The heat of desorption is dependent on the adsorbent. There is some minimum value (the heat of vaporization) that exists for any surface, which is the usual energy cost of the phase change. However, real surfaces can have other features (described earlier) that can enhance adsorption, yielding much higher binding energies. For heavier gases this enhancement is typically a factor of 2-3, but for the light gases Hydrogen and Helium, this factor can be as high as 10 and 30 (resp) for certain porous surfaces! [cite]
Equilibrium
Adsorption is often a rate-equation governed process, so "true" equilibrium would only occur at <math>t=\infty</math>. However, for real-life industrial applications, [Ke] defines a technical equilibrium as follows: an adsorbtion process is at equilibrium if <math>\Delta m/m < \varepsilon</math>, where <math>\Delta m</math> is the mass change in the total mass <math>m</math> over some time <math>\Delta t</math>, and <math>\varepsilon</math> is some parameter that depends on the application. Typical values are <math>\varepsilon=10^{-5}</math> and <math>\Delta t = </math> 30 minutes.
Industrial processes are often cyclical, and involve adsorption/desorption cycles on some time scale <math>t_c</math>. The distance from equilibrium of a process can then be characterized by a Deborah number:
For <math>De\approx 0</math> the system is at equilibrium.
Adsorption Isotherms
One very important tool for studying adsorption is an adsorption isotherm, a curve of surface coverage <math>\theta</math> versus pressure (or some related variables) at a constant temperature. An application of these models is calculating the internal surface area of the adsorbent.
Langmuir Isotherm
A simple yet powerful model was developed by Langmuir. This model assumes that the adsorptive forms a monolayer on the adsorbent, and that adsorbent covered with a monolayer is passivated. A quick derivation can be worked out by considering the equilibrium coefficient K of the adsorption reaction <math>M+S\leftrightharpoons MS</math> between molecules M and adsorption sites S:
If <math>\theta</math> is the fraction of adsorbent that is covered by a monolayer, then <math>[S]\propto 1-\theta</math> and <math>[MS]\propto\theta</math>. In the gas phase, the concentration is proportional to the pressure P, so
where b is the constant given in [Ho] as
here T is the temperature in K, Q is the activation energy in eV, k is the Boltzmann constant, N is the number of sites, <math>\sigma_0</math> is the adsorption site area, M is the adsorptive molecular weight, and <math>\tau_0</math> is the adsorption time.
The Langmuir Isotherm is too much of a simplification to find much practical use. Instead, it is more common to use the BET isotherm, which allows for multiple layers.
BET Isotherm
The BET isotherm is given by [Ho]:
where P is the adsorptive pressure, <math>P_0</math> is the saturation pressure, <math>\theta_m</math> is the surface area covered by a at least one layer, Q is the heat of adsorption, and <math>C\propto\exp(Q/kT)</math>. Here we allow multiple layers to form, so <math>\theta</math> is the total surface coverage counting each layer separately. For example, if half of the adsorbent was covered by a single layer we would have <math>\theta=0.5</math>, if the entire adsorbent was covered by 3 layers, we would have <math>\theta=3</math>, and so on.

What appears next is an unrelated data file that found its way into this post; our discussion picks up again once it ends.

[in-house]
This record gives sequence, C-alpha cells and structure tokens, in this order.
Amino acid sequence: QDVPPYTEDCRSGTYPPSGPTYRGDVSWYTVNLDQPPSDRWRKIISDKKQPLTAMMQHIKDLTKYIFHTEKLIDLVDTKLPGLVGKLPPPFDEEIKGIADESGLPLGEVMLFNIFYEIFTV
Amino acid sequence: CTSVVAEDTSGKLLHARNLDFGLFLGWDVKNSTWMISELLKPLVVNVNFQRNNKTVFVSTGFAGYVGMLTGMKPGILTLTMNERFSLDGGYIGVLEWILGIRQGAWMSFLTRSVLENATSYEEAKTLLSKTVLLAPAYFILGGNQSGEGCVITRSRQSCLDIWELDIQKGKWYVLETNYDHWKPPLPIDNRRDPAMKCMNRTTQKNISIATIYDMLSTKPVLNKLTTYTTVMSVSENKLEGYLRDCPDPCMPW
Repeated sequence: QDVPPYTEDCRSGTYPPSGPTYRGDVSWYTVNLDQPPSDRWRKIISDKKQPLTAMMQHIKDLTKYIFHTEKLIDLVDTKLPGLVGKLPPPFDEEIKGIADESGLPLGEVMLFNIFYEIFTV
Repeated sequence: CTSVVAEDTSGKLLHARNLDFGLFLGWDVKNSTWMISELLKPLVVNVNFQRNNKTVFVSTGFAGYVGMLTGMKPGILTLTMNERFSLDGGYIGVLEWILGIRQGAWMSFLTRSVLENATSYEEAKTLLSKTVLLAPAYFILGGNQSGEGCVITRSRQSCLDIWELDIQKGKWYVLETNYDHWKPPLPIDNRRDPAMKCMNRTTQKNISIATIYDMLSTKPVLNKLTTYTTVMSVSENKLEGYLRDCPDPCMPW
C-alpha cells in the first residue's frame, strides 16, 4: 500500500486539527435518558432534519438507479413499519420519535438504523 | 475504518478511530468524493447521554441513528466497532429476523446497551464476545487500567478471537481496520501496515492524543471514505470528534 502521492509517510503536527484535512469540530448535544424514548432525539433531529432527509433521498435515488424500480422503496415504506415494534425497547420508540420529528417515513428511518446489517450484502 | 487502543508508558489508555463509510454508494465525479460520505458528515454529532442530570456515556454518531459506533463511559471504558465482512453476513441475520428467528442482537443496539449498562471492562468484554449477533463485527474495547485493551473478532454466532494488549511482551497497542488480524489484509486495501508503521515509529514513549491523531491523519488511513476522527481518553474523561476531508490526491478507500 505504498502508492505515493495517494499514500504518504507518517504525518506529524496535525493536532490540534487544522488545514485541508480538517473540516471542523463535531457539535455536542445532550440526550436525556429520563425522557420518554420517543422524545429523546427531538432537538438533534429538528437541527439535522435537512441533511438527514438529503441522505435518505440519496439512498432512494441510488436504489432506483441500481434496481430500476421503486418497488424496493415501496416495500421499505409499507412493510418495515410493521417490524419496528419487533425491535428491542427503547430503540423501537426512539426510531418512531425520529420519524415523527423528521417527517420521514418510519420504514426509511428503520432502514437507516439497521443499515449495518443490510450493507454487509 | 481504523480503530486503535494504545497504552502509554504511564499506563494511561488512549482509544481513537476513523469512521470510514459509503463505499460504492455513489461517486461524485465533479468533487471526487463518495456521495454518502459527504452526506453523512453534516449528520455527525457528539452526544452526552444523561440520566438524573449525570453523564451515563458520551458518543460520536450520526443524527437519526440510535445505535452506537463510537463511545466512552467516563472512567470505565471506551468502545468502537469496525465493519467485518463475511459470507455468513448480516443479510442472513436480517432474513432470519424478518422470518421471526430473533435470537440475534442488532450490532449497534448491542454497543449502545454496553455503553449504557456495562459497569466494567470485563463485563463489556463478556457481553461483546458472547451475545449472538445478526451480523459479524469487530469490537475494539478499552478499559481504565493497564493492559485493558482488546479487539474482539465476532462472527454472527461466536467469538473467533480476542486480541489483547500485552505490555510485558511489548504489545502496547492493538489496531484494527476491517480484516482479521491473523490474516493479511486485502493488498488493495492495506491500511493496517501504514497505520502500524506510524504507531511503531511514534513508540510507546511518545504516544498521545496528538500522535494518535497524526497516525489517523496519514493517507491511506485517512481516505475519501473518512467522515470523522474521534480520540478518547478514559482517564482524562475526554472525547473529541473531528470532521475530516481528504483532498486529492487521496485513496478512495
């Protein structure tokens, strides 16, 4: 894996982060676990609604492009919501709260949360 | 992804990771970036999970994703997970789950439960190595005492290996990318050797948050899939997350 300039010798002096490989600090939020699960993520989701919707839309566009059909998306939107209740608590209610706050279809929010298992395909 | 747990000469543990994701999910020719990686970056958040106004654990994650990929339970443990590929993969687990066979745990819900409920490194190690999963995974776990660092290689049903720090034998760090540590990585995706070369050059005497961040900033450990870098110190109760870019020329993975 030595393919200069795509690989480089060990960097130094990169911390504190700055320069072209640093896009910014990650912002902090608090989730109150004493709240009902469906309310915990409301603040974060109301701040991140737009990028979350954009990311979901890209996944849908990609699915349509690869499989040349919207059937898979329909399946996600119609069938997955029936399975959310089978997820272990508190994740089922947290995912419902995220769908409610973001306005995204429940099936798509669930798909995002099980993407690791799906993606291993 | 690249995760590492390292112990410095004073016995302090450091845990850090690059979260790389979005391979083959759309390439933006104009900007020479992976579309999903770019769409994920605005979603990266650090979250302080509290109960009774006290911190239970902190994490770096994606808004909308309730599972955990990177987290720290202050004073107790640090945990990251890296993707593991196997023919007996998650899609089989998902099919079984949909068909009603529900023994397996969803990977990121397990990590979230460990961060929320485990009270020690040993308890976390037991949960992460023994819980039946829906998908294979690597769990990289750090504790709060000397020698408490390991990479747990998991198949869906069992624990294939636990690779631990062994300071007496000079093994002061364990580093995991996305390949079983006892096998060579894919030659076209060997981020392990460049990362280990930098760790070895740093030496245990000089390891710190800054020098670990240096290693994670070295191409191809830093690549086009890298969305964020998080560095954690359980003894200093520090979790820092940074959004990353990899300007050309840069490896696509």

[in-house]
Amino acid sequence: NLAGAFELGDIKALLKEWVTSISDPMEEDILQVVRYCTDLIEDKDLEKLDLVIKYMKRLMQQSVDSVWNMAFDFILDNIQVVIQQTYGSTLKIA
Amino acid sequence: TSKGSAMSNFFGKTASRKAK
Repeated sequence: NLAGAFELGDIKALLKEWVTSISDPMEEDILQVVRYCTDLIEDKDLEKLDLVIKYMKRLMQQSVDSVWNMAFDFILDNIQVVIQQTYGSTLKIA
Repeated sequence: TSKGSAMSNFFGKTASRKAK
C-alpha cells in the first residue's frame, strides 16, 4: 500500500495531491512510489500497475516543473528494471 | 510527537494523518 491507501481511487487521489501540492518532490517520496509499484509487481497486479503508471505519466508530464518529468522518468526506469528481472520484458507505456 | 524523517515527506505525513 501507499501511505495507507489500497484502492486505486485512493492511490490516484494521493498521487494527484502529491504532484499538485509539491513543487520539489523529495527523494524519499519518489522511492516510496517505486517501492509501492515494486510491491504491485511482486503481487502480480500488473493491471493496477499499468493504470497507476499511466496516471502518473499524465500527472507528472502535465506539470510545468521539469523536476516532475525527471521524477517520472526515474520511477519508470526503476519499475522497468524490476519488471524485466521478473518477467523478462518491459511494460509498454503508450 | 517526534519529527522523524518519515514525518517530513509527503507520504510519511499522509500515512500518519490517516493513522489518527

The BET isotherm is a much more powerful tool because it can yield two desirable quantities: the head of adsorption, and the surface area of the adsorbent. Define
The slope and intercept of this line then yield <math>\theta_m</math> and Q. Since <math>\theta</math> is proportional to the total gas adsorbed, which can be determined from pressure and flow measurements, this is a common experimental method to measure the surface area, which is sometimes called the BET area. Adsorbent materials can have BET areas of several thousands of square meters per gram. [Ke]
Other Isotherms
While the Langmuir and BET isotherms may be the most common, there are a few more that appear every now and then [We]. In each of the following, <math>C</math> represents some constant, but not necessarily the same constant.
- Henry's Law: <math>\theta=C P</math>
- Freundlich Isotherm: <math>\theta=CP^m</math>, where <math>m\leq 1</math>
- DR Isotherm: <math>\log\theta=\log\theta_m-C(\log(P_V/P))^2</math>, where <math>P_V</math> is the vapor pressure of the liquid form of the adsorptive gas.
All of the isotherms we have discussed here have their own regimes where they work, though none of them are universal.
Enthalpy
Application: Cryopumping
Cryopumping refers to the condensation or adsorption of gas onto a cooled surface. Cryopumping has a molecular explanation that does not rely on surface energies: when a molecule collides with a sufficiently low-temperature surface, the molecule can lose enough of its energy so that it can become bound by weak van der Waals/dispersion forces with the surface. Because cryopumping generally occurs (unless something is not going well) in low-pressure regimes, it is useful to consider the adsorptive gas in the molecular picture. The adsorption binding energies of the molecules arises from the minimum in the van der Waals interaction with the surface:
[Figure]
Random Facts Yet To Be Classified
- In addition to the commonly used BET isotherm method mentioned earlier, there is a large selection of advanced methods for finding pore sizes. See [Ke 1.4] for more details.
References
[Ke] Keller & Staudt, Gas Adsorption Equilibria
[We] Welch, Capture Pumping Technology
[Ro] Robens, E. "Some Remarks on the Interface Ice/Water." Proceedings VIII Ukrainian-Polish Symposium: Theoretical and Experimental Studies of Interfacial Phenomena and their Technological Applications (2004)
[Mo] Morgenstern, K. and Rieder, K. H. PRL 93 (2004) 056102
[Ho] Hoffman, Singh, and Thomas, Handbook of Vacuum Science and Technology.